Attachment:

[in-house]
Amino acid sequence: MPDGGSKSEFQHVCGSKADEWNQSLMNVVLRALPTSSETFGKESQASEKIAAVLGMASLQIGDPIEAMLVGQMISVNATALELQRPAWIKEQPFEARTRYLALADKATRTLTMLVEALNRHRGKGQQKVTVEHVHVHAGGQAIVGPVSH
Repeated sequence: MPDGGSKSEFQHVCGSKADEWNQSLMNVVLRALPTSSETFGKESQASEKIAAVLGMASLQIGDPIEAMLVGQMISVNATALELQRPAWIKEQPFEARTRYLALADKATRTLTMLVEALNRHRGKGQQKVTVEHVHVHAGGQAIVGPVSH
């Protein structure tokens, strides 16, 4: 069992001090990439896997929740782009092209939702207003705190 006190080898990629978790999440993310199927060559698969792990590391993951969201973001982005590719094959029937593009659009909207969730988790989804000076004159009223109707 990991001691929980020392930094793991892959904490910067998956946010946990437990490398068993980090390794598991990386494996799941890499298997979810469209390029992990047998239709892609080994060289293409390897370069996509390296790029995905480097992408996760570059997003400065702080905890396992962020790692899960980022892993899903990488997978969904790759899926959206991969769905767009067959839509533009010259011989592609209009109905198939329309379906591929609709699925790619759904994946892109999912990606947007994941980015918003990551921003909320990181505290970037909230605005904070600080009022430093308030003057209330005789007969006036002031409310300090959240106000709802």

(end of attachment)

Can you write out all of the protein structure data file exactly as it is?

[in-house]
Amino acid sequence: MPDGGSKSEFQHVCGSKADEWNQSLMNVVLRALPTSSETFGKESQASEKIAAVLGMASLQIGDPIEAMLVGQMISVNATALELQRPAWIKEQPFEARTRYLALADKATRTLTMLVEALNRHRGKGQQKVTVEHVHVHAGGQAIVGPVSH
Repeated sequence: MPDGGSKSEFQHVCGSKADEWNQSLMNVVLRALPTSSETFGKESQASEKIAAVLGMASLQIGDPIEAMLVGQMISVNATALELQRPAWIKEQPFEARTRYLALADKATRTLTMLVEALNRHRGKGQQKVTVEHVHVHAGGQAIVGPVSH
């Protein structure tokens, strides 16, 4: 069992001090990439896997929740782009092209939702207003705190 006190080898990629978790999440993310199927060559698969792990590391993951969201973001982005590719094959029937593009659009909207969730988790989804000076004159009223109707 990991001691929980020392930094793991892959904490910067998956946010946990437990490398068993980090390794598991990386494996799941890499298997979810469209390029992990047998239709892609080994060289293409390897370069996509390296790029995905480097992408996760570059997003400065702080905890396992962020790692899960980022892993899903990488997978969904790759899926959206991969769905767009067959839509533009010259011989592609209009109905198939329309379906591929609709699925790619759904994946892109999912990606947007994941980015918003990551921003909320990181505290970037909230605005904070600080009022430093308030003057209330005789007969006036002031409310300090959240106000709802």